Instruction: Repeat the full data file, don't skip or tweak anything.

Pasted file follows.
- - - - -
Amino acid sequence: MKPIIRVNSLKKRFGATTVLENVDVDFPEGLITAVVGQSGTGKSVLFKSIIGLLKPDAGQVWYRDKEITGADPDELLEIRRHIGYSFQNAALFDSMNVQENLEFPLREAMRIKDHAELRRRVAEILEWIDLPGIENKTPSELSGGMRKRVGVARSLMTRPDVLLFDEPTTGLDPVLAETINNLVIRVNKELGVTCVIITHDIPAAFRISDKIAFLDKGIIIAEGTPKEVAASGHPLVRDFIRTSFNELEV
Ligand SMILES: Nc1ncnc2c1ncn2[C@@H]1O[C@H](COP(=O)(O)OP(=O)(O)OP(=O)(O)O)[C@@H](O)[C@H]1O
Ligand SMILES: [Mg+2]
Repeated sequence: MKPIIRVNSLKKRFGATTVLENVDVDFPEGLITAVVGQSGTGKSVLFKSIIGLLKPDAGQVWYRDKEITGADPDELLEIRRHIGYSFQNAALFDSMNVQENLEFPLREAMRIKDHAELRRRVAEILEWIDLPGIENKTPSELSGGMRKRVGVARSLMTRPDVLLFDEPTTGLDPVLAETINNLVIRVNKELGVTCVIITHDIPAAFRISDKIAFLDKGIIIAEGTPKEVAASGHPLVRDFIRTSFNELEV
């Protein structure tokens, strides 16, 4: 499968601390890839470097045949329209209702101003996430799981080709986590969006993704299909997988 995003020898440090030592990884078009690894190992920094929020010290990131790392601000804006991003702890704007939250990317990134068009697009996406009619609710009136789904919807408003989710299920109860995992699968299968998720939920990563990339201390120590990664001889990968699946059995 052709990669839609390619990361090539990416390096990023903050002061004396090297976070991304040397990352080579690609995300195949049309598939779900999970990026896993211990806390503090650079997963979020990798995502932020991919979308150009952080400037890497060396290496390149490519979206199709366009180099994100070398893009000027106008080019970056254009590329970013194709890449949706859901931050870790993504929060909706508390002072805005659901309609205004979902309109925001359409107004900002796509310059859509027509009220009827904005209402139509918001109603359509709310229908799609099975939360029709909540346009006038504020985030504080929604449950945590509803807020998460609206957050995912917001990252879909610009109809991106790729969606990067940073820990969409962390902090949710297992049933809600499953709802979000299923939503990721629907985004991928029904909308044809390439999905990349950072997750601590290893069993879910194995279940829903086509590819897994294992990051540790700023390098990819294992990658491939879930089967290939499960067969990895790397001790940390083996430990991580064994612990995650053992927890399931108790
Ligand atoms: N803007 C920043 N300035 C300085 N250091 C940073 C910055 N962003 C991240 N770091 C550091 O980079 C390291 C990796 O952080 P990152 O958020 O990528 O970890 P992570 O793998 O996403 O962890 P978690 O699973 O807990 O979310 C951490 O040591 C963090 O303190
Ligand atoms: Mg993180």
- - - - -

Amino acid sequence: MKPIIRVNSLKKRFGATTVLENVDVDFPEGLITAVVGQSGTGKSVLFKSIIGLLKPDAGQVWYRDKEITGADPDELLEIRRHIGYSFQNAALFDSMNVQENLEFPLREAMRIKDHAELRRRVAEILEWIDLPGIENKTPSELSGGMRKRVGVARSLMTRPDVLLFDEPTTGLDPVLAETINNLVIRVNKELGVTCVIITHDIPAAFRISDKIAFLDKGIIIAEGTPKEVAASGHPLVRDFIRTSFNELEV
Ligand SMILES: Nc1ncnc2c1ncn2[C@@H]1O[C@H](COP(=O)(O)OP(=O)(O)OP(=O)(O)O)[C@@H](O)[C@H]1O
Ligand SMILES: [Mg+2]
Repeated sequence: MKPIIRVNSLKKRFGATTVLENVDVDFPEGLITAVVGQSGTGKSVLFKSIIGLLKPDAGQVWYRDKEITGADPDELLEIRRHIGYSFQNAALFDSMNVQENLEFPLREAMRIKDHAELRRRVAEILEWIDLPGIENKTPSELSGGMRKRVGVARSLMTRPDVLLFDEPTTGLDPVLAETINNLVIRVNKELGVTCVIITHDIPAAFRISDKIAFLDKGIIIAEGTPKEVAASGHPLVRDFIRTSFNELEV
């Protein structure tokens, strides 16, 4: 499968601390890839470097045949329209209702101003996430799981080709986590969006993704299909997988 995003020898440090030592990884078009690894190992920094929020010290990131790392601000804006991003702890704007939250990317990134068009697009996406009619609710009136789904919807408003989710299920109860995992699968299968998720939920990563990339201390120590990664001889990968699946059995 052709990669839609390619990361090539990416390096990023903050002061004396090297976070991304040397990352080579690609995300195949049309598939779900999970990026896993211990806390503090650079997963979020990798995502932020991919979308150009952080400037890497060396290496390149490519979206199709366009180099994100070398893009000027106008080019970056254009590329970013194709890449949706859901931050870790993504929060909706508390002072805005659901309609205004979902309109925001359409107004900002796509310059859509027509009220009827904005209402139509918001109603359509709310229908799609099975939360029709909540346009006038504020985030504080929604449950945590509803807020998460609206957050995912917001990252879909610009109809991106790729969606990067940073820990969409962390902090949710297992049933809600499953709802979000299923939503990721629907985004991928029904909308044809390439999905990349950072997750601590290893069993879910194995279940829903086509590819897994294992990051540790700023390098990819294992990658491939879930089967290939499960067969990895790397001790940390083996430990991580064994612990995650053992927890399931108790
Ligand atoms: N803007 C920043 N300035 C300085 N250091 C940073 C910055 N962003 C991240 N770091 C550091 O980079 C390291 C990796 O952080 P990152 O958020 O990528 O970890 P992570 O793998 O996403 O962890 P978690 O699973 O807990 O979310 C951490 O040591 C963090 O303190
Ligand atoms: Mg993180």